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Emily Woodbury

Long-Time Advocate and Disabled-Rights Fighter Dies

A long-time Iowa advocate and fighter for the rights of the disabled, Tom Walz, passed away this week. Walz was the director of the University of Iowa School of Social Work. He was also friend of the late Bill Sackter, and he established Wild Bill’s coffee shop on the UI campus. Sackter then became the proprietor of Wild Bill’s, allowing him to finally be independent, after having spent 44 years confined to the Fairibault MN State School for the Feeble-Minded and Epileptic. On this news buzz...

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With the 2018 Legislature now in session, stay up to date on the latest bills, activities, and news from the Iowa Statehouse here.

The Host Country

We're kicking off our third season of Studio One Underground on March 8th! We'll be joined by  the Des Moines band The Host Country, founded by singer-songwriters Ty Wistrand and Diana Weishaar. Over the years, The Host Country has expanded to a five-piece band and become well-known for their honest, heartfelt lyrics, strong melodies and powerful vocals.

John Pemble / IPR

Taxes are getting a lot of attention at the statehouse and there were a few controversial bills that fell by the wayside last week and some that are moving forward. IPR's Joyce Russell reports on the week at the capitol. 

We expected the cold. It was, after all, the Winter Olympics.

But the wind is what has made an impression on many of us visiting Pyeongchang. It's even caused competition schedules to be rewritten.

For a string of days last week, the wind blew steady at 15 to 20 mph, with gusts of 45 mph. Concession stands and security scanners were toppled; temporary tents were blown away.

On the worst day, it looked as if a massive dust storm had descended. Three days later, we were still shaking sand out of our boots.

Atlanta Police are seeking an Uber Eats driver who they say killed a customer during a delivery.

The department confirmed to NPR that officers responded to a call of a person shot in the Buckhead neighborhood in north Atlanta on Saturday around 11:30 p.m.. Investigators learned from witnesses that the victim left his apartment to meet an Uber Eats driver, took his order and began walking away from the delivery vehicle.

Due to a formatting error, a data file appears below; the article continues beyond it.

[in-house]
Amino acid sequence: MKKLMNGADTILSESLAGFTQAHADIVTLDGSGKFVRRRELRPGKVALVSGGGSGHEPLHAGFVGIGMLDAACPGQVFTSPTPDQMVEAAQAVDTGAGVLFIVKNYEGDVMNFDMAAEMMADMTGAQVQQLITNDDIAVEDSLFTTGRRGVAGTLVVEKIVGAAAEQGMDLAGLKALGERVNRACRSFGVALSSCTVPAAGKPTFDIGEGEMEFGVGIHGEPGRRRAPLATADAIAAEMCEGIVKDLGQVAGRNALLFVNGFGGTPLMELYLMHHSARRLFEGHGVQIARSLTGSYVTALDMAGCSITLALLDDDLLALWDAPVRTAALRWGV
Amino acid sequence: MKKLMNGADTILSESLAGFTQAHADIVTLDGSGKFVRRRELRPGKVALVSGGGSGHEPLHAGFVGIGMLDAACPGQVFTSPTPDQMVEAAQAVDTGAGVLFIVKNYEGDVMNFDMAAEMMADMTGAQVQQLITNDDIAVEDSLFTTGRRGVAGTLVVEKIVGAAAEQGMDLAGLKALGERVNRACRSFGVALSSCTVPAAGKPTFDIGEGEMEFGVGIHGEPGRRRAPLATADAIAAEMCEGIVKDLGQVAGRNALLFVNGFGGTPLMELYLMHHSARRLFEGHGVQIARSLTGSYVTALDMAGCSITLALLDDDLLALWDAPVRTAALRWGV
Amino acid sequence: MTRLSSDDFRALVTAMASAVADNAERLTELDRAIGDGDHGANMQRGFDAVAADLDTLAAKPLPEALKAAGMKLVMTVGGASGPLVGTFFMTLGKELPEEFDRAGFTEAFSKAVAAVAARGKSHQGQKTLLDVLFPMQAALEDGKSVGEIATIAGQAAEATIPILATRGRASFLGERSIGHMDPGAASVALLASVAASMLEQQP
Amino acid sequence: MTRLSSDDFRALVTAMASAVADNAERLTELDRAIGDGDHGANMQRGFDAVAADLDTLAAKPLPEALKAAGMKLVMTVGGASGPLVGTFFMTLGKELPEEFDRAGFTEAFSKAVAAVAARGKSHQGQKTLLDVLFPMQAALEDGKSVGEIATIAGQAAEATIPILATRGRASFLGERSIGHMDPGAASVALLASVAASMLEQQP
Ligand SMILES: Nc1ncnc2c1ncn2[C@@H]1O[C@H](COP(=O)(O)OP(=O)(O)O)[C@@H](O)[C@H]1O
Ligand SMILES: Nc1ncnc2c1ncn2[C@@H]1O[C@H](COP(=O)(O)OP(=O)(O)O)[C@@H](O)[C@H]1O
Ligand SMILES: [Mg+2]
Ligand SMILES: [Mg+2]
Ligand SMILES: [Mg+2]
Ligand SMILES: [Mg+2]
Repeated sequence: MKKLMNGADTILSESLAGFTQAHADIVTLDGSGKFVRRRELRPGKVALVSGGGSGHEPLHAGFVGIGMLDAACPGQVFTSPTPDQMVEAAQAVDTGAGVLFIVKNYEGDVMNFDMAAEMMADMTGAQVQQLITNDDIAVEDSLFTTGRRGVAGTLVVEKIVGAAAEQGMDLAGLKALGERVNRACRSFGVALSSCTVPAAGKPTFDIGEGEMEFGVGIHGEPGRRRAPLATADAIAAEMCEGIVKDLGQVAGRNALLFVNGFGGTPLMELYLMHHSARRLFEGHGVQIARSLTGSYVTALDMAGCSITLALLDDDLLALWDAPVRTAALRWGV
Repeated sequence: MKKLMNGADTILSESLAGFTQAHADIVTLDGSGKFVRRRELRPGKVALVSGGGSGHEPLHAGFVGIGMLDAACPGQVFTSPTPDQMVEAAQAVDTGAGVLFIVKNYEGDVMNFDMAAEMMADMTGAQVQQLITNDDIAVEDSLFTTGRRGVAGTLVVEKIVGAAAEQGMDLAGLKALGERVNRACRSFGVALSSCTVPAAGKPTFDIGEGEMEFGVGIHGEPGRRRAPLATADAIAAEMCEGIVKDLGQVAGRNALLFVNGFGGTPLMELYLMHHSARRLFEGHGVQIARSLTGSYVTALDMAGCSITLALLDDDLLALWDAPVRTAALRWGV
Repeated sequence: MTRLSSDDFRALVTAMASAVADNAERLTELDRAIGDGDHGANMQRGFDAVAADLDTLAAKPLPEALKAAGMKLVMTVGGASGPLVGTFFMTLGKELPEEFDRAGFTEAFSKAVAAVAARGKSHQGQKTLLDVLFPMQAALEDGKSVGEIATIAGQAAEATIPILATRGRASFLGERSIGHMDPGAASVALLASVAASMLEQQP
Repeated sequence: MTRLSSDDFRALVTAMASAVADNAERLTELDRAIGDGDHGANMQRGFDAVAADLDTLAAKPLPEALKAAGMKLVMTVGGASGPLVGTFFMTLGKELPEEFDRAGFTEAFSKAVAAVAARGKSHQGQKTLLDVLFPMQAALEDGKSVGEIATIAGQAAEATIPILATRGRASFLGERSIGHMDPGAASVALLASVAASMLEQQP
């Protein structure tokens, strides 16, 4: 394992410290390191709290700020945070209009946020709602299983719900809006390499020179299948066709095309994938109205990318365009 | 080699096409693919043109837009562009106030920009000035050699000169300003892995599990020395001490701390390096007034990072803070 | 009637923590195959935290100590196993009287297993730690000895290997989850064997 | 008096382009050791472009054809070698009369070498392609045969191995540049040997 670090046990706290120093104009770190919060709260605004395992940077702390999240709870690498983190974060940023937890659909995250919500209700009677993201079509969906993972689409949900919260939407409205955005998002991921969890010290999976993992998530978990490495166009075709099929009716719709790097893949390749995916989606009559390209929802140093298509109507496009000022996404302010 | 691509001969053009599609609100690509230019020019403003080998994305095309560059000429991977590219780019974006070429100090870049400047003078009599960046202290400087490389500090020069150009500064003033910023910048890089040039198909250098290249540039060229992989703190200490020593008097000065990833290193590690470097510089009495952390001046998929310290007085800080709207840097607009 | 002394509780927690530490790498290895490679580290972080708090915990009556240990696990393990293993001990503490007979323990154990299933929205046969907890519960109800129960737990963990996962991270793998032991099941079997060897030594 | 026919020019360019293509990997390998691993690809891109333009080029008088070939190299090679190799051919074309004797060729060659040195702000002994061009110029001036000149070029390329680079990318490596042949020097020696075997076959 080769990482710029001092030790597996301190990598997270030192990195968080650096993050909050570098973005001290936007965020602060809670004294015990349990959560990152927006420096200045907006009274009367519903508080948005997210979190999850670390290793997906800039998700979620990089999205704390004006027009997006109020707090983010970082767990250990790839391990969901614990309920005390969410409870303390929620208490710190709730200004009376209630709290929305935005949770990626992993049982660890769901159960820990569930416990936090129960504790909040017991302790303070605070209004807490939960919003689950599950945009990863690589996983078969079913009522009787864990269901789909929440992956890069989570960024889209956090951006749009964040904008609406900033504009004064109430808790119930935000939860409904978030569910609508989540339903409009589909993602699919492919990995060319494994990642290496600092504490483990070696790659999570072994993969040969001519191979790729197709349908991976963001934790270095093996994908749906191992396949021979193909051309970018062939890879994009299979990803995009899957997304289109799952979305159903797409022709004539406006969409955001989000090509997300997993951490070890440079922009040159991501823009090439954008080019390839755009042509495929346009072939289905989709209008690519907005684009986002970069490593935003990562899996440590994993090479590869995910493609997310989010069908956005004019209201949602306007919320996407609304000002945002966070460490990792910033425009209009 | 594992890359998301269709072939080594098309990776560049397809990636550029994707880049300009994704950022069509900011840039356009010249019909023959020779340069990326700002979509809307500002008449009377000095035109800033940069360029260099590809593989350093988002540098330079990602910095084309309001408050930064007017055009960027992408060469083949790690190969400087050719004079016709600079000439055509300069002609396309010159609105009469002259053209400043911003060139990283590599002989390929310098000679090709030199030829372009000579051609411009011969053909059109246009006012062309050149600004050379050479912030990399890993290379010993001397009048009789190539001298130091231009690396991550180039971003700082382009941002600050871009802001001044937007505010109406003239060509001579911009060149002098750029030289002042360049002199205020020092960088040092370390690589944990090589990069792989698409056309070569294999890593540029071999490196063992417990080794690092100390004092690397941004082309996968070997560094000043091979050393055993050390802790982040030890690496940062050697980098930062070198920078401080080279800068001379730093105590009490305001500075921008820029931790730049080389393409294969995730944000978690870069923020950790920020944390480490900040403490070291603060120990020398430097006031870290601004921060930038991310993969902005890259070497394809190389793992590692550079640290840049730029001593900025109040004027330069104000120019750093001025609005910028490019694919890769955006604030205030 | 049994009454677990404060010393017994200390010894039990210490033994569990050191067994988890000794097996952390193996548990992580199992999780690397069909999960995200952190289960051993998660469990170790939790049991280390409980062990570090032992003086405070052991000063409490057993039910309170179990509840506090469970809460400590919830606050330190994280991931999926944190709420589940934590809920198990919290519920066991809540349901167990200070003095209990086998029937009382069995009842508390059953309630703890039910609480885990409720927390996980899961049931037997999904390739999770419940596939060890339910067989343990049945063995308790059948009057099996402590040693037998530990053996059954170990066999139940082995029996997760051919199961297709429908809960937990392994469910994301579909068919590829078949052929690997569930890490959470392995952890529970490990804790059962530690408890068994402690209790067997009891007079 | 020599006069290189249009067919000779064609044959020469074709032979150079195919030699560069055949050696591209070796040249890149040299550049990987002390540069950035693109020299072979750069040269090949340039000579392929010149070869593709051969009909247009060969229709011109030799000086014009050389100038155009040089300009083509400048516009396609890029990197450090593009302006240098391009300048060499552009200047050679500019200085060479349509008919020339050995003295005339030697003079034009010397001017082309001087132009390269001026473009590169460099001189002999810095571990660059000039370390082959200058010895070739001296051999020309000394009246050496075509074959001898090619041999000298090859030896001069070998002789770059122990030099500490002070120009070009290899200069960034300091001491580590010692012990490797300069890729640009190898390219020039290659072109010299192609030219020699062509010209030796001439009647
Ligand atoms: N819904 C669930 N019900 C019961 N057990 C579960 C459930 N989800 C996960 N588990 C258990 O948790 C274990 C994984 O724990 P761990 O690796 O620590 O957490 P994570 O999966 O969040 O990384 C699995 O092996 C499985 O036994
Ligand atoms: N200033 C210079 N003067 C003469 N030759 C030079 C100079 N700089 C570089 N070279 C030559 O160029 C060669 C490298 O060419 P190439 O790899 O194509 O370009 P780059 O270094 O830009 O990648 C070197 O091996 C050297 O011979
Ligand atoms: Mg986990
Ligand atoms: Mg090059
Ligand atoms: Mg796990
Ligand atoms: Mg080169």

Nick Cunningham grew up far from the snow in Monterey, on California's central coast. He ran track at Boise State University.

None of that hinted at the route he would take after graduation — trying out for the U.S. bobsled team.

"I figured it would be a graduation gift for myself to kind of do something that's outside the box, outside my comfort zone," said Cunningham, 32. "Just try something none of my friends could ever say that they tried out for. And so I went and tried out. And 18 months later, I went to my first Olympics."

Copyright 2018 NPR. To see more, visit http://www.npr.org/.

Copyright 2018 NPR. To see more, visit http://www.npr.org/.

Copyright 2018 NPR. To see more, visit http://www.npr.org/.

The Court of Arbitration for Sport has confirmed that it has begun proceedings against Russian curler Aleksandr Krushelnitckii, who won a bronze medal in curling as part of the Olympic Athletes from Russia team at the Pyeongchang Winter Olympics.

Krushelnitckii finished third in the mixed-doubles curling tournament, competing with his wife and teammate, Anastasia Bryzgalova.

Food scientists at the University of Massachussetts Amherst have come up with a technique they say could make it a lot easier to avoid food poisoning.

The main piece of equipment? Your smartphone.

Currently, to identify the bacteria that can get you sick, like E. coli or salmonella, food scientists often use DNA testing.

They obtain samples from, say, raw spinach or chicken skin, by rinsing the food and collecting a tiny bit of bacteria from the water. Then they let that bacteria multiply over 24 hours to get a big enough sample.

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The 2018 Iowa legislative session is underway, and Iowa Public Radio is covering what's happening. Listen to our weekly podcast "Under the Golden Dome" and stay current on issues that impact you.

Studio One Featured Release

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Featured Release This Week From Tune-Yards + Studio One Tracks Top 30 Playlist

In 2006, New England-born musician Merrill Garbus started her lo-fi folk project Tune-Yards (sometimes known as tUnE-yArDs... artists! ), releasing a debut album in 2009. Along the way, Nate Brenner became the other core member of the band, playing bass and various synths and programs. For album number four, provocatively titled I Can Feel You Creep Into My Private Life, Garbus and Brenner co-produced the record, and co-wrote the music. Garbus did write all of the lyrics, questioning culture...

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The Latest from IPR Classical

Listen Now: Violinist Jennifer Frautschi Interview

Last September, concert violinist Jennifer Frautschi performed in Des Moines with the Des Moines Symphony Orchestra. As the Chicago Tribune noted, "violinist Jennifer Frautschi is molding a career with smart interpretations of both warhorses and rarities." Equally at home in the classic and contemporary repertoire, her recent seasons have featured innumerable performances and recordings of works ranging from Brahms and Schumann to Berg and Schoenberg. Ms. Frautschi spoke to Jacqueline...

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